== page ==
Suits in triple-slaying proceeds case move ahead

Back to TopCommentsE-mailPrintBookmark and Share

A former Indiana state trooper shouldn't be allowed to claim all $626,000 in insurance and estate proceeds from the deaths of his wife and two children 14 years ago, even though he was acquitted of their murders, attorneys representing the family members argue in civil lawsuits.

Attorneys for the parents of David Camm's late wife filed the suits and argue that some of the money should go toward the family's legal fees for attorney Nick Stein. Stein has represented Frank and Janice Renn since their daughter, Kim Renn, and grandchildren, Brad, 7, and Jill, 5, were slain in September 2000 in their southern Indiana home.

Juries convicted Camm twice on murder charges in the killings. Both convictions were overturned on appeal and Camm was acquitted last fall in the slayings following his third trial.

Camm lawyer David Mosley said during a Tuesday meeting of attorneys for the two sides in Floyd Circuit Judge Terrence Cody's chambers that the money should go to Camm alone.

The Renns and Stein "need to wake up and smell the coffee," Mosley said after Tuesday's meeting, during which three different cases related to three victims' estates were discussed, The Courier-Journal reported. Camm "was acquitted. He did not harm Kim, Brad and Jill," Mosley added.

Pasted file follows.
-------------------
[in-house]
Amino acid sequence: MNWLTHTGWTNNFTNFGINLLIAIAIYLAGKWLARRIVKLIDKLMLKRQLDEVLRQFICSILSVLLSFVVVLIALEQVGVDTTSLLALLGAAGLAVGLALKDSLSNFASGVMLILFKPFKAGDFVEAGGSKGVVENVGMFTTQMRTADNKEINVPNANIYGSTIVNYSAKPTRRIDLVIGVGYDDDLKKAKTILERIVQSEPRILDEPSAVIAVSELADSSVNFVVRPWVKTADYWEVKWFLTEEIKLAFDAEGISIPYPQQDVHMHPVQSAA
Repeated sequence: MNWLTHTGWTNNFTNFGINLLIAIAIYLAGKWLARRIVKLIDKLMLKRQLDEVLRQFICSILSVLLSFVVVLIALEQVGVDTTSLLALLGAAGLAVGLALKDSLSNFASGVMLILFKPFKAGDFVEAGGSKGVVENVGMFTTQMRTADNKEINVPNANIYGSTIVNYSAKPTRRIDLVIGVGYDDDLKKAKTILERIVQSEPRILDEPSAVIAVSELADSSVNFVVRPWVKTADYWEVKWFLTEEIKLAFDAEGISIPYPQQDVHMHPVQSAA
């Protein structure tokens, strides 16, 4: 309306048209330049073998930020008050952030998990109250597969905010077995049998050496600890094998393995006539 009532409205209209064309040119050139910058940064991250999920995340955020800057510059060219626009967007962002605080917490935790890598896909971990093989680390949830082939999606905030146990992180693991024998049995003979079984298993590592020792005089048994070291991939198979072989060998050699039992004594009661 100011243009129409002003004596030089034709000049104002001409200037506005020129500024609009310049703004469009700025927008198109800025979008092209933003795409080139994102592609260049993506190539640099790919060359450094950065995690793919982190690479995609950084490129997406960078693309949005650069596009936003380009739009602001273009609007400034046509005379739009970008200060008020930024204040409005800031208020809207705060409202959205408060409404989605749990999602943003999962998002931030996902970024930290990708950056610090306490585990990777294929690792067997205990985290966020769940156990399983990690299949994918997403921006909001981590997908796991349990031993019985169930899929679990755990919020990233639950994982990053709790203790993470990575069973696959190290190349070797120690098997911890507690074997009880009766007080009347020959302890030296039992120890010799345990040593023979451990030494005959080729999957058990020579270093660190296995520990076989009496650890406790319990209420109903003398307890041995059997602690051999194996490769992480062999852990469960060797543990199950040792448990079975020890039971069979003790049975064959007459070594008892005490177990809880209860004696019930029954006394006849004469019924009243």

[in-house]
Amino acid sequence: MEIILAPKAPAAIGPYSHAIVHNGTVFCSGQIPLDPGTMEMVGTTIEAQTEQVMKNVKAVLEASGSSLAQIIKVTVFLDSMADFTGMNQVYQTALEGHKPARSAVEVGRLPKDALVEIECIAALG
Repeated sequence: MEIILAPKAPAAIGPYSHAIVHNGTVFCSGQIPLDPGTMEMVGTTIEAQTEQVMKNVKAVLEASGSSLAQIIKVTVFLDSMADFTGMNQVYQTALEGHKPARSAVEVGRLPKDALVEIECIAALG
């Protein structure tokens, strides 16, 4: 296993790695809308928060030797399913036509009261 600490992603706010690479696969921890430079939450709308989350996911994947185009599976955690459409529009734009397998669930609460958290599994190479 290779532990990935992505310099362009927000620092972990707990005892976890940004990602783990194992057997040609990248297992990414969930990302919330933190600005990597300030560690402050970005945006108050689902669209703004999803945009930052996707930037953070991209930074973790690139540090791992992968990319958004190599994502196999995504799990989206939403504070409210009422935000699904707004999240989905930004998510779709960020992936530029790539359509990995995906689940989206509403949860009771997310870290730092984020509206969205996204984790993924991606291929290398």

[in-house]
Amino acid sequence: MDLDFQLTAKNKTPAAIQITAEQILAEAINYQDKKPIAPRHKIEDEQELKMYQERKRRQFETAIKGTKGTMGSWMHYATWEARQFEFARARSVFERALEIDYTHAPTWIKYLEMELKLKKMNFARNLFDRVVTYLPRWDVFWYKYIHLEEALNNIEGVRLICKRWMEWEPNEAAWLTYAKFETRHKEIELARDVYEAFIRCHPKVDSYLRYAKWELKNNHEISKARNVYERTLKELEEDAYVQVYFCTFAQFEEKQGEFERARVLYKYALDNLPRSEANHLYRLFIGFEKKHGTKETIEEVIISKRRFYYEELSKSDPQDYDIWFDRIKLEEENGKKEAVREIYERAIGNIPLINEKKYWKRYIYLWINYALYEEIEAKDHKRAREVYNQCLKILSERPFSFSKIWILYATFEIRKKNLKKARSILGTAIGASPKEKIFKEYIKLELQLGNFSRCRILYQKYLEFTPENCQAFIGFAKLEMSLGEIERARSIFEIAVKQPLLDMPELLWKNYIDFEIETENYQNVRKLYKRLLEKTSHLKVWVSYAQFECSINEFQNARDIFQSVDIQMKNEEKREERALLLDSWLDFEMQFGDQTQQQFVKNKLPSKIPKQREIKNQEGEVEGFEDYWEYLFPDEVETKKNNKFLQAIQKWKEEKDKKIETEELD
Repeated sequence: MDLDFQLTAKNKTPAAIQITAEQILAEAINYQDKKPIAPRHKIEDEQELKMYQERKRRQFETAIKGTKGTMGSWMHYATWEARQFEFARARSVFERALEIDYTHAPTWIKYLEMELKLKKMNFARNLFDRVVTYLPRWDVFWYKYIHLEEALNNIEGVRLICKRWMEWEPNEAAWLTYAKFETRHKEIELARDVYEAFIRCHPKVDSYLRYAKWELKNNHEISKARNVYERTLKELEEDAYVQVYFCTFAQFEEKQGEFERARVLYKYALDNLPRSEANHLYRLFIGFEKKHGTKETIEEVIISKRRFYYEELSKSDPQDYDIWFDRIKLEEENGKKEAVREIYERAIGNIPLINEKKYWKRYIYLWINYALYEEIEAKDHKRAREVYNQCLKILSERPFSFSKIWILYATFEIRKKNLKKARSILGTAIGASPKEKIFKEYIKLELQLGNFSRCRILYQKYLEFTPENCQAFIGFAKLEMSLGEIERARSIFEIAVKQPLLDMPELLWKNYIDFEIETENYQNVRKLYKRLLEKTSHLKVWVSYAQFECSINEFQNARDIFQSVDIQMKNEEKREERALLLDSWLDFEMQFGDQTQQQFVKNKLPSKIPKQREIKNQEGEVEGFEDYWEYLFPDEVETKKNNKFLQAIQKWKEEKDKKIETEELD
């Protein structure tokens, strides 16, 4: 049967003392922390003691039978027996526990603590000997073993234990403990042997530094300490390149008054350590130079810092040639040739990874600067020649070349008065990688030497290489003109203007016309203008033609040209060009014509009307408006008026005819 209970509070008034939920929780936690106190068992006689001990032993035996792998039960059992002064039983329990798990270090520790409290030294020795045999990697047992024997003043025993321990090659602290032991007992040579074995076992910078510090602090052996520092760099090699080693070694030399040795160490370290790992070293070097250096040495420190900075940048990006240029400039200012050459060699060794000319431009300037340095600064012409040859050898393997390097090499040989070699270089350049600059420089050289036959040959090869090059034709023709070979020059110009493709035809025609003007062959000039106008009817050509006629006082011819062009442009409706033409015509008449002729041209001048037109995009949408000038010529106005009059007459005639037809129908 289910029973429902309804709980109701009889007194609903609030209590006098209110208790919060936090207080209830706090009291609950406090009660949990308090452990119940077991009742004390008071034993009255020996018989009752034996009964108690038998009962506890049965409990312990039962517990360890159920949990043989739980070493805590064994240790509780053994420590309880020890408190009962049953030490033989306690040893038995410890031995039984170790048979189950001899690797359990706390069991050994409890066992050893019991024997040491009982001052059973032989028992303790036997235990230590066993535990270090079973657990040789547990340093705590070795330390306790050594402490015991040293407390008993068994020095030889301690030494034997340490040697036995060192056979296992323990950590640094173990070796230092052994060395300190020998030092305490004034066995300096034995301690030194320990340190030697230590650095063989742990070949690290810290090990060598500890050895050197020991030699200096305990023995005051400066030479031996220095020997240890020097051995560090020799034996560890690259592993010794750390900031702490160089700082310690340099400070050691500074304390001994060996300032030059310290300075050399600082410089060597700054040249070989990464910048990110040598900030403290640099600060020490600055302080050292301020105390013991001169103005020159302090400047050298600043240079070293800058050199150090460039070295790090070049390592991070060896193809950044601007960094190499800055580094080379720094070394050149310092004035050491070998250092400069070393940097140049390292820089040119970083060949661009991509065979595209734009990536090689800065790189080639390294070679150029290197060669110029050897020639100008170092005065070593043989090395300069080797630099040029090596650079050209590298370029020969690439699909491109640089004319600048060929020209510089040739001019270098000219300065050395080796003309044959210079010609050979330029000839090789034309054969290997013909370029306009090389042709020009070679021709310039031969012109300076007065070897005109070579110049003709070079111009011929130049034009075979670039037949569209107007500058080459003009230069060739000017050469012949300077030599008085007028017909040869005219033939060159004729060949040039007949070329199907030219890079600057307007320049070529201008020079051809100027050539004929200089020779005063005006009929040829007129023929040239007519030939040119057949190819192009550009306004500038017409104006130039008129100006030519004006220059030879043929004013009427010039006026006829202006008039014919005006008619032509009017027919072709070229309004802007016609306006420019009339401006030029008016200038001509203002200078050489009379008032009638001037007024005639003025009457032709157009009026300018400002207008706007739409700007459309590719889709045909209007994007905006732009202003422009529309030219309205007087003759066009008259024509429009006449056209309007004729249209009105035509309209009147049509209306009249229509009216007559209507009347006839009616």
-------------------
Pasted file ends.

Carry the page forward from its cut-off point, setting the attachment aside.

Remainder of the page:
Stein said Tuesday that if Camm was responsible for the killings, he is not eligible to receive the funds, the News and Tribune reported.

"Being acquitted doesn't mean you didn't do it, it just means that the state didn't prove beyond a reasonable doubt you did," he said. "We feel he's responsible for his family's deaths or there wouldn't be any more litigation."

The civil cases involve how to distribute $167,403 held in certificates of deposit in the three estates, and $458,672 from three life insurance policies.

Two suits involving some of the benefits are pending in Cody's court while a third centered on proceeds from two policies related to Kim Camm's job at the former Aegon USA is pending in U.S. District Court in New Albany.

During a recent status conference, Federal Magistrate Judge William G. Hussman Jr. indicated that settling all of the cases together may now be best, Stein said.

He set a settlement conference for Nov. 14.

Even after the civil cases are resolved, it won't end all the litigation spawned by the case. Camm filed notice in April that he intends to sue a string of Floyd County officials for damages stemming from his wrongful convictions. He's seeking $30 million.


Post a comment to this story

We reserve the right to remove any post that we feel is obscene, profane, vulgar, racist, sexually explicit, abusive, or hateful.
You are legally responsible for what you post and your anonymity is not guaranteed.
Posts that insult, defame, threaten, harass or abuse other readers or people mentioned in Indiana Lawyer editorial content are also subject to removal. Please respect the privacy of individuals and refrain from posting personal information.
No solicitations, spamming or advertisements are allowed. Readers may post links to other informational websites that are relevant to the topic at hand, but please do not link to objectionable material.
We may remove messages that are unrelated to the topic, encourage illegal activity, use all capital letters or are unreadable.

Messages that are flagged by readers as objectionable will be reviewed and may or may not be removed. Please do not flag a post simply because you disagree with it.

Sponsored by
Subscribe to Indiana Lawyer